Sundarbans’s Fight for Survival

Photo: AFP

Photo: AFP

Anu Muhammad for Prothom Alo
Translated by Irfan Chowdhury for Alal O Dulal

Whenever we appeal to stop the destructive Rampal project and ORION coal based power plant, to safeguard our great Sundarbans, natural habitat of thousands of lives, whenever we ask to cancel Fulbari open pit project which damages a vast agricultural land and a large civilization, whenever we protest against real estate developments which is damaging our rive-ways by encroaching or by building dams, the government officials or so called pro-company specialists claim, in unison, that for the sake of development we will need to inflict some harm to our country. The oil spills in the Sundarbans is a only tiny illustration of such a ‘small harm’. When and how those who are determined to cause much ‘bigger harm’ for ‘development’ would ever realise?

On 9 December 350 thousands liters oil was spilled on shalla river of the Sundarbans when an oil tanker capsized. Oil spread around Joymoni, Nondonala, Adarmanik, Migogami regions. The vehicle was carrying furnace oil for a fuel based power plant. Due to high and low tides the oil has now spread to about 60 km area. A rescue ship was sent on 11 December, and the tanker has been pulled out of the river. But it is evident that there are no strategies, no preparedness to response to this level of catastrophe. The authorities seem at a loss; there are no efforts to remove the spillages, yet, causing irreparable damage.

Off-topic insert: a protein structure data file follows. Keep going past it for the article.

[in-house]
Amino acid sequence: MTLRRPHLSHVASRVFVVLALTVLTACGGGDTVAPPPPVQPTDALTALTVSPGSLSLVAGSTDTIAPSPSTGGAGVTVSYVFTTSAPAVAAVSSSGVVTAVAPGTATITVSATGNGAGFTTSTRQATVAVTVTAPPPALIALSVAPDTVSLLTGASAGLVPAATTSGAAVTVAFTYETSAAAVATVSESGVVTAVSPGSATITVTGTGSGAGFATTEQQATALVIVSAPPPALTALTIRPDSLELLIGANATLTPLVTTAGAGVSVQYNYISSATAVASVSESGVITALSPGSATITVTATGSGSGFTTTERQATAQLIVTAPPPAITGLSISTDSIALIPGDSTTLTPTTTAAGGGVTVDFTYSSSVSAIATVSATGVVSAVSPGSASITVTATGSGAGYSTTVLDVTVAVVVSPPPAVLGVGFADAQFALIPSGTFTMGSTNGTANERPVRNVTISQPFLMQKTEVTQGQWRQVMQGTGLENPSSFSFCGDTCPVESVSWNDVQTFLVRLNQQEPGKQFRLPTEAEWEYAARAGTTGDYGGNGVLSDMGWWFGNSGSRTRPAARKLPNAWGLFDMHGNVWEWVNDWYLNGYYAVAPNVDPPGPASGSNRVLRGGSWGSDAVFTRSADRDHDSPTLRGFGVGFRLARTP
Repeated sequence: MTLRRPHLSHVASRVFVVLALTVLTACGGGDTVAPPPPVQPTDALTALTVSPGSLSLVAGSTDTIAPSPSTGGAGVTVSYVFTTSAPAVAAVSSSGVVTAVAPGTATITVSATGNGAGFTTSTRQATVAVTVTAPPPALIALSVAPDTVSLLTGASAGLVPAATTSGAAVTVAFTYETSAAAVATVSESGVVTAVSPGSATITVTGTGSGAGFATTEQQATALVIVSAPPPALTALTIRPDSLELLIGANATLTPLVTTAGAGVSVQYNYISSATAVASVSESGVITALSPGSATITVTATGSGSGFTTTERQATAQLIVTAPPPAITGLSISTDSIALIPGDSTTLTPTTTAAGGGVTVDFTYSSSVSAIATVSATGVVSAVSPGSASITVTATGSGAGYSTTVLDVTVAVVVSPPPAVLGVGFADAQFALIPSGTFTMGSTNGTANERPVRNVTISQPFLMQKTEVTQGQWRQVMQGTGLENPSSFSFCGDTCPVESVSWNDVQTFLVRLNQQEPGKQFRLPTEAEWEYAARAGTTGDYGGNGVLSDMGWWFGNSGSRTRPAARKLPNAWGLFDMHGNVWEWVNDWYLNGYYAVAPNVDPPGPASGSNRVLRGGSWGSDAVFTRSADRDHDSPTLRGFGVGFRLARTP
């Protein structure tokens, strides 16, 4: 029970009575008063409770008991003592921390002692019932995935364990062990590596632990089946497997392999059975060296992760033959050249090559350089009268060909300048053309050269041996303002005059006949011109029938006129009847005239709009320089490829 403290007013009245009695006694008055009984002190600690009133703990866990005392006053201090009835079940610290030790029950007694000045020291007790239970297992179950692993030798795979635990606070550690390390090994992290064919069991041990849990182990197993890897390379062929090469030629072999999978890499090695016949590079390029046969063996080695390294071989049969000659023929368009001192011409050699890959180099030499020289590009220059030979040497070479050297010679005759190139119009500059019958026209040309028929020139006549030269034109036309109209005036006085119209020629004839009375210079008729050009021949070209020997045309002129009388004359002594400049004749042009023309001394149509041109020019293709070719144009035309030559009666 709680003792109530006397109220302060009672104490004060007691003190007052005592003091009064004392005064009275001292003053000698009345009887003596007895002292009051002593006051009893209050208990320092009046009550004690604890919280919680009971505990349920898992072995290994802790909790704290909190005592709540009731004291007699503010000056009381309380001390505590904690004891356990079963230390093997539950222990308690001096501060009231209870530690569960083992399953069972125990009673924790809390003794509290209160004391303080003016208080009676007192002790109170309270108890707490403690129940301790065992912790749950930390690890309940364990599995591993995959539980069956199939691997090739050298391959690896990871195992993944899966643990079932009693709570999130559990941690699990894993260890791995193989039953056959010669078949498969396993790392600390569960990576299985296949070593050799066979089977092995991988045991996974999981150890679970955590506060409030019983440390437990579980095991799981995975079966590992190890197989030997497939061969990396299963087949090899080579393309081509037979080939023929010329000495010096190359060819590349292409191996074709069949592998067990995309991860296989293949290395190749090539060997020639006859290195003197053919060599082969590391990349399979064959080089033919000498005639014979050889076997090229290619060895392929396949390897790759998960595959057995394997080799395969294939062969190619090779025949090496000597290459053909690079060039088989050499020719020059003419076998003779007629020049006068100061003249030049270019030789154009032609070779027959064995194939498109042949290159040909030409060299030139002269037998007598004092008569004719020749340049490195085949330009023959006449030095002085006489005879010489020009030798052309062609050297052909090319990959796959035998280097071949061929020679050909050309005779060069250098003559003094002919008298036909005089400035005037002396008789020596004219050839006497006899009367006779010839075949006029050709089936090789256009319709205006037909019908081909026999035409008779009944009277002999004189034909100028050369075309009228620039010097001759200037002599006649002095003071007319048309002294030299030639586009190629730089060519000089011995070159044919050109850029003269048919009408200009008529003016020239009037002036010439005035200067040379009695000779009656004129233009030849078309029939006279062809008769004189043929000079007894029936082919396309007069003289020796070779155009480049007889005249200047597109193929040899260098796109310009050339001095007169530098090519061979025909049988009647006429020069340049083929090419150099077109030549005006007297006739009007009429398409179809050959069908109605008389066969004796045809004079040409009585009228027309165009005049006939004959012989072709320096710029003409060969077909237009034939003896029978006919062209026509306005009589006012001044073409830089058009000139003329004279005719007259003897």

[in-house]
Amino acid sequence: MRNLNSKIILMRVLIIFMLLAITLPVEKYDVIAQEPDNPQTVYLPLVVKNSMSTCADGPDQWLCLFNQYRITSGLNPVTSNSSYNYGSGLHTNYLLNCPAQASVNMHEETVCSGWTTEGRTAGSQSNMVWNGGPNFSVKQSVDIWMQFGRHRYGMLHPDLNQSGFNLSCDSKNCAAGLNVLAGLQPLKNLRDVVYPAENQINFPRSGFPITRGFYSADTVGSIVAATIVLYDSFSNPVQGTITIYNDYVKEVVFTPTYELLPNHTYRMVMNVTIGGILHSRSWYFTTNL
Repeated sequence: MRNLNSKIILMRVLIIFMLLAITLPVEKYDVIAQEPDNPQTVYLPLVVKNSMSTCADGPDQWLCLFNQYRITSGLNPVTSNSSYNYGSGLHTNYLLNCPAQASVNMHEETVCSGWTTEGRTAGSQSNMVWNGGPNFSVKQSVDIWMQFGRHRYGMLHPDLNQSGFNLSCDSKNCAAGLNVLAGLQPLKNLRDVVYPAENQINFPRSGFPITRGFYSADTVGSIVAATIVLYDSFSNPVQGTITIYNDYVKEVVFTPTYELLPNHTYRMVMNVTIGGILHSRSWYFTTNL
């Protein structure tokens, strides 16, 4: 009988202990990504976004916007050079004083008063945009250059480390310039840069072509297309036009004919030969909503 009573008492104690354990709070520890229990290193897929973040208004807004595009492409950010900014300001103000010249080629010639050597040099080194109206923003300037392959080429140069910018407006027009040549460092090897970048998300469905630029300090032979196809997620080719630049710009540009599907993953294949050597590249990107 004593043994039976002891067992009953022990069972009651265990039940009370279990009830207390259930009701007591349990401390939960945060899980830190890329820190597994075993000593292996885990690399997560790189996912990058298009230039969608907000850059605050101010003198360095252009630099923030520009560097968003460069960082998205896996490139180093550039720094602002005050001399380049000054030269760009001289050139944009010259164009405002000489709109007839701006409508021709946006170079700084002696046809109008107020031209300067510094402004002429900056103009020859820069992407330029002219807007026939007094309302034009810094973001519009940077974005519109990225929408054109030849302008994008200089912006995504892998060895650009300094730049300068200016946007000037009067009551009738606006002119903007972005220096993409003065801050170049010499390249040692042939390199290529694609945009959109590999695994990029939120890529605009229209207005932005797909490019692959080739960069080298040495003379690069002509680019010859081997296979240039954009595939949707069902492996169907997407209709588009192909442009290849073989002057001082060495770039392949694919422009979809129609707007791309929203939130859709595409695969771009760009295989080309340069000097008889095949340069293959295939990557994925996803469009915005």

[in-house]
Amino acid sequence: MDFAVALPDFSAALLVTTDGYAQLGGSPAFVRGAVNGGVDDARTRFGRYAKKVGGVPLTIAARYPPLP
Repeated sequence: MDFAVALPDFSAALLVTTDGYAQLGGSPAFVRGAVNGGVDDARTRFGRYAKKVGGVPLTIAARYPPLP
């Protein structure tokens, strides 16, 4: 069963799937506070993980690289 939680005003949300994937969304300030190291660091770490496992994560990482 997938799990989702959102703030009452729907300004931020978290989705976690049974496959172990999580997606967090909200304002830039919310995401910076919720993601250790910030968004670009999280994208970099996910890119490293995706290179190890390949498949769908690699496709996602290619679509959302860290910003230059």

Earlier, on 12 and 30 September two other vessels carrying raw materials for cement capsized damaging the waterway. What has happened to any investigation on those incidents? We haven’t seen any government reports on them; rather, the government is busy suppressing reports on such incidents. That is why government has not taken steps after those incidents.

How do oil containers get permits to pass through the Sundarbans? They get them for ‘development’. The original river route for goods to be shipped from the Mongla Port is through Mongla-Gashiali channel via Bolleshor river, far away from the Sundarbans. That route is now closed, due to enthusiasms of short sighted developers and their ‘development programs’. One such program, from the Water Development Board, builds dams and polders indiscriminately. These dams obstruct rive-ways and create lands by filling up rivers with huge amount of soil. These are built in the name of ‘development’, with foreign loans, with public money, with recommendation from specialist consultants and supported by a strong enthusiasm from local real estate developers. No one consider the consequences. ‘Some damage, of course, should be endured for development’ – the view, the message is used to sweep wrongful deeds. In addition, there is unauthorised shrimp farming that closed many canals. No attention to consequences; only considerations are individual gains and income in foreign currency.

The river-way has been closed for about 10 years. In the beginning goods ships operated illegally through the Sundarbans. In 2011, BIWTA issued formal approval. While initially 20 to 25 vassals had run daily, now over 150 are operating. Anyone would realise that even without any accidents these carriers are polluting the ecosystem, and injuring wildlife. The recent accident has not only caused great havoc to animals and rare creatures living in the water, but it has also seriously impacted the lively-hood of over one hundred thousand people. We will hear, for years, the long term (grave) affect on the Sundarbans.